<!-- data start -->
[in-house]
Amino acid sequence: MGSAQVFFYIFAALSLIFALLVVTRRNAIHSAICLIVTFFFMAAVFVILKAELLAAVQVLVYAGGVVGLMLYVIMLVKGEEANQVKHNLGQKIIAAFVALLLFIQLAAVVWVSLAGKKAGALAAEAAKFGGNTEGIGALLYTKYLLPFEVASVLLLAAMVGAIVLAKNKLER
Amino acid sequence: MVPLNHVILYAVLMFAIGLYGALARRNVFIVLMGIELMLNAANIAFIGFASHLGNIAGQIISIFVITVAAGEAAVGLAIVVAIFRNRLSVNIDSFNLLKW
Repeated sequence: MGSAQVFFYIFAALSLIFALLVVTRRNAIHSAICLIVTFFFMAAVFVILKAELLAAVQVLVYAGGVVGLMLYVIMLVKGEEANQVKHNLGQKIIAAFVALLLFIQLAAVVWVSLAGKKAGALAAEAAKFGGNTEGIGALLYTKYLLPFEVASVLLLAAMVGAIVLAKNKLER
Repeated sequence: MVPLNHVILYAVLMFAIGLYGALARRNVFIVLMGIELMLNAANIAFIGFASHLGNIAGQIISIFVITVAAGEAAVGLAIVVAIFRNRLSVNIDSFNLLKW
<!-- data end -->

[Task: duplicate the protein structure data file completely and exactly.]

[in-house]
Amino acid sequence: MGSAQVFFYIFAALSLIFALLVVTRRNAIHSAICLIVTFFFMAAVFVILKAELLAAVQVLVYAGGVVGLMLYVIMLVKGEEANQVKHNLGQKIIAAFVALLLFIQLAAVVWVSLAGKKAGALAAEAAKFGGNTEGIGALLYTKYLLPFEVASVLLLAAMVGAIVLAKNKLER
Amino acid sequence: MVPLNHVILYAVLMFAIGLYGALARRNVFIVLMGIELMLNAANIAFIGFASHLGNIAGQIISIFVITVAAGEAAVGLAIVVAIFRNRLSVNIDSFNLLKW
Repeated sequence: MGSAQVFFYIFAALSLIFALLVVTRRNAIHSAICLIVTFFFMAAVFVILKAELLAAVQVLVYAGGVVGLMLYVIMLVKGEEANQVKHNLGQKIIAAFVALLLFIQLAAVVWVSLAGKKAGALAAEAAKFGGNTEGIGALLYTKYLLPFEVASVLLLAAMVGAIVLAKNKLER
Repeated sequence: MVPLNHVILYAVLMFAIGLYGALARRNVFIVLMGIELMLNAANIAFIGFASHLGNIAGQIISIFVITVAAGEAAVGLAIVVAIFRNRLSVNIDSFNLLKW